Space Science Reviews

, Volume 152, Issue 1–4, pp 307–339 | Cite as

The Magnetic Field of Mercury

  • Brian J. AndersonEmail author
  • Mario H. Acuña
  • Haje Korth
  • James A. Slavin
  • Hideharu Uno
  • Catherine L. Johnson
  • Michael E. Purucker
  • Sean C. Solomon
  • Jim M. Raines
  • Thomas H. Zurbuchen
  • George Gloeckler
  • Ralph L. McNuttJr.


The magnetic field strength of Mercury at the planet’s surface is approximately 1% that of Earth’s surface field. This comparatively low field strength presents a number of challenges, both theoretically to understand how it is generated and observationally to distinguish the internal field from that due to the solar wind interaction. Conversely, the small field also means that Mercury offers an important opportunity to advance our understanding both of planetary magnetic field generation and magnetosphere-solar wind interactions. The observations from the Mariner 10 magnetometer in 1974 and 1975, and the MESSENGER Magnetometer and plasma instruments during the probe’s first two flybys of Mercury on 14 January and 6 October 2008, provide the basis for our current knowledge of the internal field. The external field arising from the interaction of the magnetosphere with the solar wind is more prominent near Mercury than for any other magnetized planet in the Solar System, and particular attention is therefore paid to indications in the observations of deficiencies in our understanding of the external field. The second MESSENGER flyby occurred over the opposite hemisphere from the other flybys, and these newest data constrain the tilt of the planetary moment from the planet’s spin axis to be less than 5°. Considered as a dipole field, the moment is in the range 240 to 270 nT-R M 3 , where R M is Mercury’s radius. Multipole solutions for the planetary field yield a smaller dipole term, 180 to 220 nT-R M 3 , and higher-order terms that together yield an equatorial surface field from 250 to 290 nT. From the spatial distribution of the fit residuals, the equatorial data are seen to reflect a weaker northward field and a strongly radial field, neither of which can be explained by a centered-dipole matched to the field measured near the pole by Mariner 10. This disparity is a major factor controlling the higher-order terms in the multipole solutions. The residuals are not largest close to the planet, and when considered in magnetospheric coordinates the residuals indicate the presence of a cross-tail current extending to within 0.5R M altitude on the nightside. A near-tail current with a density of 0.1 μA/m2 could account for the low field intensities recorded near the equator. In addition, the MESSENGER flybys include the first plasma observations from Mercury and demonstrate that solar wind plasma is present at low altitudes, below 500 km. Although we can be confident in the dipole-only moment estimates, the data in hand remain subject to ambiguities for distinguishing internal from external contributions. The anticipated observations from orbit at Mercury, first from MESSENGER beginning in March 2011 and later from the dual-spacecraft BepiColombo mission, will be essential to elucidate the higher-order structure in the magnetic field of Mercury that will reveal the telltale signatures of the physics responsible for its generation.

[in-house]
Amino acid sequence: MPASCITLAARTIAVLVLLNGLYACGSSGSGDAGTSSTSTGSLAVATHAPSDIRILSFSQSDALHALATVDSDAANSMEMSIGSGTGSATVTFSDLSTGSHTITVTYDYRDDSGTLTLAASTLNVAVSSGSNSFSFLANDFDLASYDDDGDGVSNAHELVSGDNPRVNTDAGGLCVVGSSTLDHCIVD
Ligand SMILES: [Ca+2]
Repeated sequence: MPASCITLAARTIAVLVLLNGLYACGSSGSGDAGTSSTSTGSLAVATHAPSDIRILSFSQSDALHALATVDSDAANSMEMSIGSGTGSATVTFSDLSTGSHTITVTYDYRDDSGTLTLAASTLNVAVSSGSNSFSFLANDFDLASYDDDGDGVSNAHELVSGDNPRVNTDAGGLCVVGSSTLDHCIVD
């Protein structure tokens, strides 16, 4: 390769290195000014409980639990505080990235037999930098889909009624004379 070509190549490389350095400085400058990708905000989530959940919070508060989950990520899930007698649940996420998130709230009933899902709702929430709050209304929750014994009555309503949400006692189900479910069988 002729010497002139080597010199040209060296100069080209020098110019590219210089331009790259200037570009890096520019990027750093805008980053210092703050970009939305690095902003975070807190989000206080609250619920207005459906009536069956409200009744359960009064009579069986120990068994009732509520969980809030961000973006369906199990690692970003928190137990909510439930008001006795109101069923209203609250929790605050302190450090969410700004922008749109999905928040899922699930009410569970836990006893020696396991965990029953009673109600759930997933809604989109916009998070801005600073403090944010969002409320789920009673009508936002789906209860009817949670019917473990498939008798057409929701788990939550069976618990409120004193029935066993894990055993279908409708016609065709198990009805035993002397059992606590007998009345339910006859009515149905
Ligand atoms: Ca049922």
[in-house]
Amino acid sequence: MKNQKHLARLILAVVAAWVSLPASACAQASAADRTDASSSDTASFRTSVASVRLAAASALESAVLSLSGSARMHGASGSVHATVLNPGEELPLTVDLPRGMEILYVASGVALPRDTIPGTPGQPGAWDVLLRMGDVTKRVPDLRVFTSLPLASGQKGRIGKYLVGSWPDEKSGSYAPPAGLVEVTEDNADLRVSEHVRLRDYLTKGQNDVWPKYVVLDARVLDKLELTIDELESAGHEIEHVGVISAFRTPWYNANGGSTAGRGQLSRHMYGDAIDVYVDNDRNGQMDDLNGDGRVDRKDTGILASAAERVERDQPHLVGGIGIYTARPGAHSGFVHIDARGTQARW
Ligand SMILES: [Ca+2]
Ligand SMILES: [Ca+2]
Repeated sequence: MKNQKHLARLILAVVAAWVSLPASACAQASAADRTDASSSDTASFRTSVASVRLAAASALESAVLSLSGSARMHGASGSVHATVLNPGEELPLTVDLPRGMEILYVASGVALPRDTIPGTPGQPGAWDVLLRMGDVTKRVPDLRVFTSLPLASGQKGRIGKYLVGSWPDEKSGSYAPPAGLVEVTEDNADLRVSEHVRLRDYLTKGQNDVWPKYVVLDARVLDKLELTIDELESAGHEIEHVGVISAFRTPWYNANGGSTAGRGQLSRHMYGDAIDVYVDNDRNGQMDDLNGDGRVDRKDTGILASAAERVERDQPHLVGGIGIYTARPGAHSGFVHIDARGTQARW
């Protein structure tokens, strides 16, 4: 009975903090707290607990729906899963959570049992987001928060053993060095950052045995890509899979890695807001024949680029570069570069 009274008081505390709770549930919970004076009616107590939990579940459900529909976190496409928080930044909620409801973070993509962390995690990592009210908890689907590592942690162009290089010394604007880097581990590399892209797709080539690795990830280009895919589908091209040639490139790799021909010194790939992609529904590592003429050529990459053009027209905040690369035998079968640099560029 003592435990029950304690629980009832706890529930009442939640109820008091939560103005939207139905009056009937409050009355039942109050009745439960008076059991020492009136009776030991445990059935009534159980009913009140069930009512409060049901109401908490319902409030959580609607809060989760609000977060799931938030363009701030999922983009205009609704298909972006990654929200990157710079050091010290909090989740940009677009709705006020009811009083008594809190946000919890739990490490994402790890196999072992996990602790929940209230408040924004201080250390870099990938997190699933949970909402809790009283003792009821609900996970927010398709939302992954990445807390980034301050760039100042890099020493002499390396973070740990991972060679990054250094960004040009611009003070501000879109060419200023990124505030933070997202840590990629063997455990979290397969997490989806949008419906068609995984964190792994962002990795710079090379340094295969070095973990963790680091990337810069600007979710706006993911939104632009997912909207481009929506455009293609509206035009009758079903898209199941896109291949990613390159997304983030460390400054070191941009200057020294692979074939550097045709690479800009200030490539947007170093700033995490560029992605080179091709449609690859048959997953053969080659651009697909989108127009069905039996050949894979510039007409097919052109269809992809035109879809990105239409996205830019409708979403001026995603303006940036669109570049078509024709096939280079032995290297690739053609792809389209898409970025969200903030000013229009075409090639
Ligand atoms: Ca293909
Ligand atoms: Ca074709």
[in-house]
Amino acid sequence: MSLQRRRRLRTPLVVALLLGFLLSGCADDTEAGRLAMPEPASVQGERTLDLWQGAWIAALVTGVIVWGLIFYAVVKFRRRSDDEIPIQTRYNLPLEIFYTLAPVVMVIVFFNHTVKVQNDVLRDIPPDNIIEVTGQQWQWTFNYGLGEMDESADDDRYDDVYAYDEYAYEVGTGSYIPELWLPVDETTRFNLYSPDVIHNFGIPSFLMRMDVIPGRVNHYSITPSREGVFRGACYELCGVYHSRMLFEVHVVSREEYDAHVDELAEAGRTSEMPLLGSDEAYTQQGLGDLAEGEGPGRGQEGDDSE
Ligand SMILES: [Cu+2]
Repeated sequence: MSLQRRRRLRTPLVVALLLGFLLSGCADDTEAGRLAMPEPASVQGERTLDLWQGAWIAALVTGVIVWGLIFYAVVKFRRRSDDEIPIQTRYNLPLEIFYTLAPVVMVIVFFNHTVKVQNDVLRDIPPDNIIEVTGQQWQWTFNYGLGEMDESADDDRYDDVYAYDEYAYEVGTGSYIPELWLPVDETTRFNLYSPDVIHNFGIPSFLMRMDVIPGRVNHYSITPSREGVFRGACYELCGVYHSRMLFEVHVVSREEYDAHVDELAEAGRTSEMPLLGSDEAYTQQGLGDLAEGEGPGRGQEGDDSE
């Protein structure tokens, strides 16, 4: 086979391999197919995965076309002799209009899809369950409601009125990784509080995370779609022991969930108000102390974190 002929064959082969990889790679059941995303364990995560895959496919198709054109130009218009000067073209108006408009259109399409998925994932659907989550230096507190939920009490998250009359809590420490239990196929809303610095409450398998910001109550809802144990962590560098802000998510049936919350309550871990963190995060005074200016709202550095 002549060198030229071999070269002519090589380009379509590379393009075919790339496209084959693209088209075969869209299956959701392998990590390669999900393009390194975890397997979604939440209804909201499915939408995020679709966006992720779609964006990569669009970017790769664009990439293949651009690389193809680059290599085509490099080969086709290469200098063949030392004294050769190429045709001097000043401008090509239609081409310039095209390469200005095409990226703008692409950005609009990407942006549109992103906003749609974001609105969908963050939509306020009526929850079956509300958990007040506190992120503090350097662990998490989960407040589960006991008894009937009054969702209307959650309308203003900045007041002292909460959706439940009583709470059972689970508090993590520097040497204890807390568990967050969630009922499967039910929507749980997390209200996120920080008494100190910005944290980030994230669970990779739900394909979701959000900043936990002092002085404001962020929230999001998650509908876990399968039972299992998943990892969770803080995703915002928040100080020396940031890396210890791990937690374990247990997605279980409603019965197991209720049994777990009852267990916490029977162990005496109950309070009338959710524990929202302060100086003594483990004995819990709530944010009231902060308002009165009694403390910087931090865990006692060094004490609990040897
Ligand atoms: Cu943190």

Mercury Magnetic field Magnetosphere MESSENGER BepiColombo 


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Copyright information

© Springer Science+Business Media B.V. 2009

Authors and Affiliations

  • Brian J. Anderson
    • 1
    Email author
  • Mario H. Acuña
    • 2
  • Haje Korth
    • 1
  • James A. Slavin
    • 3
  • Hideharu Uno
    • 4
  • Catherine L. Johnson
    • 4
  • Michael E. Purucker
    • 2
  • Sean C. Solomon
    • 5
  • Jim M. Raines
    • 6
  • Thomas H. Zurbuchen
    • 6
  • George Gloeckler
    • 6
  • Ralph L. McNuttJr.
    • 1
  1. 1.Applied Physics LaboratoryThe Johns Hopkins UniversityLaurelUSA
  2. 2.Solar System Exploration DivisionNASA Goddard Space Flight CenterGreenbeltUSA
  3. 3.Heliophysics Science DivisionNASA Goddard Space Flight CenterGreenbeltUSA
  4. 4.Department of Earth and Ocean SciencesUniversity of British ColumbiaVancouverCanada
  5. 5.Department of Terrestrial MagnetismCarnegie Institution of WashingtonWashingtonUSA
  6. 6.Department of Atmospheric, Oceanic and Space SciencesUniversity of MichiganAnn ArborUSA

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